[uf-discuss] Appeal for Issues: Empty spans in
lists at ben-ward.co.uk
Fri Nov 7 13:04:31 PST 2008
On 7 Nov 2008, at 08:38, André Luís wrote:
> I can see this option being adopted by people who are concerned about
> accessibility, while others might just go ahead and use the
> regular-problem-maker-of-a-pattern the datetime design pattern,
> preferring simplicity over accessibility. Right?
Well, first up, all web developers are supposed to be concerned about
accessibility, otherwise they're not doing their job properly. I'll
avoid digressing into that, though!
All optimisation patterns in microformats are valid for some purposes.
Using an ABBR for country names is completely the Right Thing To Do,
whilst for a timestamp it may not be. As with many methods in HTML, a
degree of author interpretation of semantics will always take place,
and authors will implement what makes sense to them.
There has to be an acceptance that valid HTML4 does not allow for
embedding alternate-form content, so we're trying to build something
that fits as logically and gracefully as we can. For me, the ‘machine-
data’ value being a child of the property (a sibling of the display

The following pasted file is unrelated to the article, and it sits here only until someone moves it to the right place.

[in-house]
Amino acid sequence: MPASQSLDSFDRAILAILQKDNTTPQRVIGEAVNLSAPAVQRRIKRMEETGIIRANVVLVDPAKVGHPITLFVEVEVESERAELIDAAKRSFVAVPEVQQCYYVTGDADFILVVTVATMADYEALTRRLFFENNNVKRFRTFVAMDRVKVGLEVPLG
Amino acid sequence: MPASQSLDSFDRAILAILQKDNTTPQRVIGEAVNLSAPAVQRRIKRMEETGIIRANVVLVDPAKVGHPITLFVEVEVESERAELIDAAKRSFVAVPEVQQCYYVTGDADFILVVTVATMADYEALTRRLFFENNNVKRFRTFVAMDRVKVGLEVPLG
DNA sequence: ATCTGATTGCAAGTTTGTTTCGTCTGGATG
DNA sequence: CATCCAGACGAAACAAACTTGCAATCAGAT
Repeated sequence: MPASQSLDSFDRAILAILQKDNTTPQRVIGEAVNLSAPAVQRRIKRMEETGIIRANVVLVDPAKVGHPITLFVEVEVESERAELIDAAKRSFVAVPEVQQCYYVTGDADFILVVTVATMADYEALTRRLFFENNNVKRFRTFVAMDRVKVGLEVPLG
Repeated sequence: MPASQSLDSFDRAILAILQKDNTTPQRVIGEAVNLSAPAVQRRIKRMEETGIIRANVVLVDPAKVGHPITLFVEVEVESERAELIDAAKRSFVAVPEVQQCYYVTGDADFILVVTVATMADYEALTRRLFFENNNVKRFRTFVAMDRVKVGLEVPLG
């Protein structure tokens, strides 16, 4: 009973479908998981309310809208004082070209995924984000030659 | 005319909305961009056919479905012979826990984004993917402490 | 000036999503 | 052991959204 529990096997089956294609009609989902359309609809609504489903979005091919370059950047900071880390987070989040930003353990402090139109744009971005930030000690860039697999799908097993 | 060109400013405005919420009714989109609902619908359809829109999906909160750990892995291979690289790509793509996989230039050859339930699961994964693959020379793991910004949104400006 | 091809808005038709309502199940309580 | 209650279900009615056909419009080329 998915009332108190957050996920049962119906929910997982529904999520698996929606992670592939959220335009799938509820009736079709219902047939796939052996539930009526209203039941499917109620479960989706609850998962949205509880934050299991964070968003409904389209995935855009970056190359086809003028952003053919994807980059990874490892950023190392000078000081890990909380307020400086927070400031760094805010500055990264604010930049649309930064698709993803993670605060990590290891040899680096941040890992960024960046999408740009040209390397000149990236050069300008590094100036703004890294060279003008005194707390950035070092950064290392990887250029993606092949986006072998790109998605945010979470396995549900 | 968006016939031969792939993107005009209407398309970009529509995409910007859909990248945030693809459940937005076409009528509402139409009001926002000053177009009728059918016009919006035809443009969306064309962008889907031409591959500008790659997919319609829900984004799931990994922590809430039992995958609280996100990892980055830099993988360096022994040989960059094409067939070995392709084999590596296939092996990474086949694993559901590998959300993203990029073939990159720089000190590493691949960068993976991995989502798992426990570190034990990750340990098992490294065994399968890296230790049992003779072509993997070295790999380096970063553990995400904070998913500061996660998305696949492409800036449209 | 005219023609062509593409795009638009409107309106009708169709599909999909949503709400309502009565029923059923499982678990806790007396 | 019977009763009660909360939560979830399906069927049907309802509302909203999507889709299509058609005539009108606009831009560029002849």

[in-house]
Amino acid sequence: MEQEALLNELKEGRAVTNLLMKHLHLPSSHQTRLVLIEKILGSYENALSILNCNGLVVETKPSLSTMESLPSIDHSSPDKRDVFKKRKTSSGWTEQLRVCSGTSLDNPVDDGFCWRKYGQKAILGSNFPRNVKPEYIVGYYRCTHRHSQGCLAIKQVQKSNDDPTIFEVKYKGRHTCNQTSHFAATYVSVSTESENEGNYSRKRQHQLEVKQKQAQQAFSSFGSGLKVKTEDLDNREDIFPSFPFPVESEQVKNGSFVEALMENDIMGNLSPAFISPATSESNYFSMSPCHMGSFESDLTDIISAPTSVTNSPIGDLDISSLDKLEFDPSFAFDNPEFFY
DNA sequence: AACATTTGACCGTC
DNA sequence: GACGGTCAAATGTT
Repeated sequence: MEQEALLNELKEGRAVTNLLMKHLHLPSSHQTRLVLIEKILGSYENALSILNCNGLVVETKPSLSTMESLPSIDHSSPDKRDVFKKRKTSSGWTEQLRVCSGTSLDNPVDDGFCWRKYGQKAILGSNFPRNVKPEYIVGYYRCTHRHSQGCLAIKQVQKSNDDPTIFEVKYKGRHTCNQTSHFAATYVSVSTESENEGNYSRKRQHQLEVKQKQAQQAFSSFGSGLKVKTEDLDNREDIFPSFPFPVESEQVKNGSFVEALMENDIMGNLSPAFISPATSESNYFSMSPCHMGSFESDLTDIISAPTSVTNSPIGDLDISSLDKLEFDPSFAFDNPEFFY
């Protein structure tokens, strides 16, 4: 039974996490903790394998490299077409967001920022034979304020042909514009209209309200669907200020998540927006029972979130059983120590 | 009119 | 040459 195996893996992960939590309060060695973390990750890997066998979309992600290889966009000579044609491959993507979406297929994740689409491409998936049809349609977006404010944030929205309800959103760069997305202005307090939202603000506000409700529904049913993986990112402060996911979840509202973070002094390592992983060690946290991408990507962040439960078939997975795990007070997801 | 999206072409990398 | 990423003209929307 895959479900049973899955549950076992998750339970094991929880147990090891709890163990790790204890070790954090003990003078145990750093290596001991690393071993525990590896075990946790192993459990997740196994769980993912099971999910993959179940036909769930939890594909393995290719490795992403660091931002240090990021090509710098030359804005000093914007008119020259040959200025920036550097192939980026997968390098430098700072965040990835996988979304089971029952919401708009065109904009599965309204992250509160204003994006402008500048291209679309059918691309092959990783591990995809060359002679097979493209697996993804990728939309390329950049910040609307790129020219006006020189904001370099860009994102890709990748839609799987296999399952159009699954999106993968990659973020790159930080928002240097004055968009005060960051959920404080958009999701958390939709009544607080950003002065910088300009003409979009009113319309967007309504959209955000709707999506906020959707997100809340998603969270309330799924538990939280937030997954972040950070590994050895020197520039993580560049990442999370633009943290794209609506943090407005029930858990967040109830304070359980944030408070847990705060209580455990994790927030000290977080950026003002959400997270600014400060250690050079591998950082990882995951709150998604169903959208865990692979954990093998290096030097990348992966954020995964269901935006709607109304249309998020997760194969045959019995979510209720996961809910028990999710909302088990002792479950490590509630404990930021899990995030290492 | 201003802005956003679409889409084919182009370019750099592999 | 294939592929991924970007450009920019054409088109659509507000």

form) makes total structural sense.
An advantage of this pattern is that it is based entirely around
neutral mark-up (span), although there is also no need to restrict it
to any one element (you can use <b class="value"> if you like, or
<input type="hidden" class="value"> if you want; we and our parsers
shouldn't and don't care).
Using the @title attribute of this value element when the user does
not want the value to be displayed is a little cludgy, but justified
by the fact that it is not rendered in any browser (although that
behaviour is a specification grey-area). Despite a stretch over the
traditional use of title, @title is still associated with the
class=value element. I think they have a valid and appropriate
relationship; I read it as ‘the title of the value is 2008-11-07’.
It's not as strong a relationship as the inner-text, but it's not
There is also a viewpoint that @title should only be for human
consumable data. I agree and subscribe to this viewpoint. But in this
mark-up pattern, the @title of an empty element is never exposed to
ANY human in any way — that has been tested by the lovely James Craig
of Apple, who has confirmed that empty <span>s do not get exposed to
screen readers (although empty <abbr> elements can). Thus, I think the
benefits and grace of the structure justify that exception. This is
also the line of exception I would make when writing coding standards.
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